RNC students face their fears and perform for primary school audience!
Can you imagine standing on stage in front of a crowd of over 100 people? What about when that crowd is made up of 5 and 6 year olds all expecting to be entertained? Students at RNC (Royal National College for the Blind) were faced with this daunting challenge when they were tasked with devising and performing a brand new play for Year 1 students at local Hereford primary school, Lord Scudamore Academy. (You can watch the performance at the bottom of this page).
RNC Performing Arts teacher Cara Tivey explains “This is the third year in a row that we have collaborated with this school, in the past our students have been developing scripts, working with the children and taking a more director-style role whereas this year it was the RNC students who took centre stage. This was the main focus of their ‘Theatre in Education’ unit and the first group project of the year.”
17 year old Charlotte Milburn, from County Durham, adds “We went to the school with a list of possible themes and they chose ‘healthy eating’. As a group, we had to come up with an original idea. We worked on lots of techniques around improvisation, filmed it and then I watched the videos back and formed a draft script, changing lines so that they would be suitable for 5 year olds.”
None of the RNC students had any experience of children’s theatre as Molly Leary, 20 from Hereford, explained “I’ve never performed in front of children before; the plays that I have been involved in have been more adult-themed and serious dramas so I was really nervous getting on stage in front of so many children.”
The students had a tough dress rehearsal where they had to perform in front of the RNC student body, as well as staff members and the senior management team. Cara says “We explained that this was a rehearsal to practice performing in front of children so the audience had a role to play where they were required to act completely uninhibited, because that’s how kids are. This unit was designed to take our students completely out of their comfort zones, act silly and over the top and to be able to laugh at themselves. If you can’t laugh at yourself, how can you expect the kids to?”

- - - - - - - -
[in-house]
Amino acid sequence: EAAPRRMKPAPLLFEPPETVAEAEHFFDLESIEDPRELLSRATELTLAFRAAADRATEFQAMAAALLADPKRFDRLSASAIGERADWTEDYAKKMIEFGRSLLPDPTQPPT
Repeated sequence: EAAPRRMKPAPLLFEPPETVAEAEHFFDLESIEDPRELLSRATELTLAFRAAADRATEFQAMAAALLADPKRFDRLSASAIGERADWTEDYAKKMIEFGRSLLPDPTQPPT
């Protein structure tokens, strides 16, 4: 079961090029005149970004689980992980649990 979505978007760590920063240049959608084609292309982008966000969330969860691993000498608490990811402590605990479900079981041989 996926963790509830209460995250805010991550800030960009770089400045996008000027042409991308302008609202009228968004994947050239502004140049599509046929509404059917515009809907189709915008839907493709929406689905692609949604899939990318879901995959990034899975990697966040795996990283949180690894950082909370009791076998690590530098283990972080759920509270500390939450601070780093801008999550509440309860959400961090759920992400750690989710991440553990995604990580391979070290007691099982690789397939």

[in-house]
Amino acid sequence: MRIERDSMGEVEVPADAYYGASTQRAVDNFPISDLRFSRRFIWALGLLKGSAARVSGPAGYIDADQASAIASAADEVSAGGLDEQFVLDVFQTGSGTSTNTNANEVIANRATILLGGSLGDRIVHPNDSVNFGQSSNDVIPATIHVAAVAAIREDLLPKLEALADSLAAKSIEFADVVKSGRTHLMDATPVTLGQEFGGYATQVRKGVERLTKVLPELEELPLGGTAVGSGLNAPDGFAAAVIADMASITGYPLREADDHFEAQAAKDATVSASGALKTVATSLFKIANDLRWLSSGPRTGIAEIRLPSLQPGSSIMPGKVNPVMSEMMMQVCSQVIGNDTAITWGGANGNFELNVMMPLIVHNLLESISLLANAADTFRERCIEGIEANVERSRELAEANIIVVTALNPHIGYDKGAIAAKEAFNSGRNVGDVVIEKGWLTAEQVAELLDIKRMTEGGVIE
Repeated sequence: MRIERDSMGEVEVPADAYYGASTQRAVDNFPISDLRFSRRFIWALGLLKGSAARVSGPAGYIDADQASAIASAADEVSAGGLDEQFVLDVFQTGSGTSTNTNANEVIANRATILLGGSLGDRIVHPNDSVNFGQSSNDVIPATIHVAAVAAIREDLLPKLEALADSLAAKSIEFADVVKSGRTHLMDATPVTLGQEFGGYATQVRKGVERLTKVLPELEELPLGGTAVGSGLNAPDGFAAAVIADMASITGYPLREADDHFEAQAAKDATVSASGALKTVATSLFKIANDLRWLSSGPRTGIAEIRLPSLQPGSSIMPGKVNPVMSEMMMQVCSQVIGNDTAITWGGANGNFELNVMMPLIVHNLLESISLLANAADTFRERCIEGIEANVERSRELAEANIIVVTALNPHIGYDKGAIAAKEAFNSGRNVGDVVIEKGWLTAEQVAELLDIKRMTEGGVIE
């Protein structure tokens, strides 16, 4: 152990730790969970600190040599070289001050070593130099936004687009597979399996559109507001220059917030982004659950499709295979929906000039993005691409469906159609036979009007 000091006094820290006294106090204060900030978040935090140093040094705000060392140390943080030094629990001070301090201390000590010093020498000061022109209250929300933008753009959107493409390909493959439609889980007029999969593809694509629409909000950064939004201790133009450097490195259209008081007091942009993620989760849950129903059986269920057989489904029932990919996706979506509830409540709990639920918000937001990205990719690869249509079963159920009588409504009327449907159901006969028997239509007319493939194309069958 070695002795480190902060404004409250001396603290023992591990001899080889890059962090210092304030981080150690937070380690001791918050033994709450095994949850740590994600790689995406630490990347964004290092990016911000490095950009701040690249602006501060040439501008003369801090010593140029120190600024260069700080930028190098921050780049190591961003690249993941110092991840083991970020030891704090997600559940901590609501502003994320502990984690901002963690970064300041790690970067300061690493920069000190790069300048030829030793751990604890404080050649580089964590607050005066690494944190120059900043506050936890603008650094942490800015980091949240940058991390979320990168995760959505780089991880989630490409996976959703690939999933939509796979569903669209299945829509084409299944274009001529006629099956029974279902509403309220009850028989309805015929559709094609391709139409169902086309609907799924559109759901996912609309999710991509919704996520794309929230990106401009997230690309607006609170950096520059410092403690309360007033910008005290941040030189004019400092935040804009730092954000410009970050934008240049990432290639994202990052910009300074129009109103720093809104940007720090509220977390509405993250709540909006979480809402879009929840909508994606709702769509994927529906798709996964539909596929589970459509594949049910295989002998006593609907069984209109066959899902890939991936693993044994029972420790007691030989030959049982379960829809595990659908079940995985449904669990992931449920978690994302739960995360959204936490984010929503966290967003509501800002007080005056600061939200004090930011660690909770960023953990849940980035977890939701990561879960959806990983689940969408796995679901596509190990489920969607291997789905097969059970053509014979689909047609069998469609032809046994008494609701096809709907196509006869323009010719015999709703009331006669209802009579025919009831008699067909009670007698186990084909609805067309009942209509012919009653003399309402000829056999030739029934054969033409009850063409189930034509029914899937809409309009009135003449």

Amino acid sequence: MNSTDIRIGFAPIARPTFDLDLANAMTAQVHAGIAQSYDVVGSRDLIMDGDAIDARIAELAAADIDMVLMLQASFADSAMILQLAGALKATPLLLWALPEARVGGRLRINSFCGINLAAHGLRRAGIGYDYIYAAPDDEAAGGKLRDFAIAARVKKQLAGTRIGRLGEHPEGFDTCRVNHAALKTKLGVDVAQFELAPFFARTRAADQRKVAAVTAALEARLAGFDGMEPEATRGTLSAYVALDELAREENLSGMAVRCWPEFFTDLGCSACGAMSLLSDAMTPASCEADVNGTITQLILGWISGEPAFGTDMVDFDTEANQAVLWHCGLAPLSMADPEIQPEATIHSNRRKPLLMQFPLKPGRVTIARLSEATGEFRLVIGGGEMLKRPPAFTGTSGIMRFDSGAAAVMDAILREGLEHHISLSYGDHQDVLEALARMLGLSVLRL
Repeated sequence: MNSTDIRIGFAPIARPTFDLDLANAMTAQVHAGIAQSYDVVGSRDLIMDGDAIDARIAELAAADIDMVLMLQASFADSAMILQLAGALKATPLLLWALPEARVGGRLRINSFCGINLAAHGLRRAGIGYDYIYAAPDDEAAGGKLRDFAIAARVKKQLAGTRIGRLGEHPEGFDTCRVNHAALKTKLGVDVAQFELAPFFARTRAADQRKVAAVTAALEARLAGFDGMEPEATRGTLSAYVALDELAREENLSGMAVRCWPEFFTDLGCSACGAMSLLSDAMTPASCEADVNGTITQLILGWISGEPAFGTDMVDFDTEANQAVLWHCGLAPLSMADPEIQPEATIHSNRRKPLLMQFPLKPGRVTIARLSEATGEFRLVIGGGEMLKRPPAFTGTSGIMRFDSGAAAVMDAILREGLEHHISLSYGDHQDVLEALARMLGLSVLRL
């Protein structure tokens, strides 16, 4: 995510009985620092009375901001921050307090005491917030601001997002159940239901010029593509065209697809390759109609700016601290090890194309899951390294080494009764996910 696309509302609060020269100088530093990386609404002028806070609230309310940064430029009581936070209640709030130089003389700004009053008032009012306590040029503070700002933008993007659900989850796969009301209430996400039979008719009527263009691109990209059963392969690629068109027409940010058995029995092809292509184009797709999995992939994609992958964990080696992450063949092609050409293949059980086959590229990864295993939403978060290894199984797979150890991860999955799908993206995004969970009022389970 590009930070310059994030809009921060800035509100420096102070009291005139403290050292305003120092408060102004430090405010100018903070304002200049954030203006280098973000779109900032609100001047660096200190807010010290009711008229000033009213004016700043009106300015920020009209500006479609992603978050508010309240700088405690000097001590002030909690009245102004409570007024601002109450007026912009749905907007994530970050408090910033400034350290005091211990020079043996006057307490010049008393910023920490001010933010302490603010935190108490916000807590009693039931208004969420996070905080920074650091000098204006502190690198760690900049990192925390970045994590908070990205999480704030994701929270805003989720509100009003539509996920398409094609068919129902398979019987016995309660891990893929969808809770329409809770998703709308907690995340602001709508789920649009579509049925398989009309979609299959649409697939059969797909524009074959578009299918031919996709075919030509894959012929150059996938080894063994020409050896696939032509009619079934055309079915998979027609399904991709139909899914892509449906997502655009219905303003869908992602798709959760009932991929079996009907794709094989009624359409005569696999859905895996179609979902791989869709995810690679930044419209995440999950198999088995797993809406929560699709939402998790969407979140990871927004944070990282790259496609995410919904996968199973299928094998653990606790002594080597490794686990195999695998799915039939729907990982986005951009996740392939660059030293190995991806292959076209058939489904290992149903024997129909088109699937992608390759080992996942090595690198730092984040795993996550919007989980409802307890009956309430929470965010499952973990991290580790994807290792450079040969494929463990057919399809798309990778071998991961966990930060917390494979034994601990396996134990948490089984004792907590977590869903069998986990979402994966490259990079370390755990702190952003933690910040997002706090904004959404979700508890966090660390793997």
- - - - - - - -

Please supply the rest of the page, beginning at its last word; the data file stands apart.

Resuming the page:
Kelly Ann Steadman, 16 from Bristol said “Although it was really hard performing in front of all our friends, it was a lot of fun and we got some really good feedback which we used in the final performance in front of the school.” The school performance was the next day and went very well; there was plenty of audience interaction as the children had to guess what items of fruit and vegetables were described and then the children put their hands up to be picked to go up on stage and be part of the performance.
The basis of the show was Fiona the Fruit Fairy who lives in the fruity kingdom with her friends Annie Apple and Tanzie Tangerine. They encounter a Sweetie Monster and make it their mission to encourage him to eat healthy and get active while Nancy the narrator gives an overview of what is happening during the show. There was lots of singing and dancing which the children clearly enjoyed as they got up, cheered and clapped along.
Charlotte says “We wrote the script bearing in mind what bits we wanted the audience to react to but their engagement in the show completely exceeded all of my expectations.” After the show the atmosphere was very emotional as Charlotte summed up “I’m just so happy, it went really well and all of our hard work has paid off.”
At the end of the performance the children queued up to get their photos with the cast, 19 year old Robert Wood from London said, “We had to stay in character and I was the Sweetie Monster so had to make sure that I kept up the monster voice and scary persona; it was so much fun!”
Cara states “What’s been lovely for me to see, as a teacher, is the way in which the team have worked together. They all contributed to the script and the song lyrics and pulled together to create something vibrant and entertaining for the stage. To think that this performance was created from nothing is incredible – it’s definitely the best received children’s performance we’ve ever had.”
Charlotte says “I’ve enjoyed every minute of this whole process and this unit is very applicable to my future as I am going on to do a degree in Education Studies at university.”
If you are interested in finding out what opportunities are available for you to study with us, visit the RNC course pages, call our student enquiries team on 01432 376 621 or email firstname.lastname@example.org
Article written by Bik Lee, Digital Media Officer at RNC
Watch the video; The Terrific Tale of Fiona the Fruit Fairy (and Friends)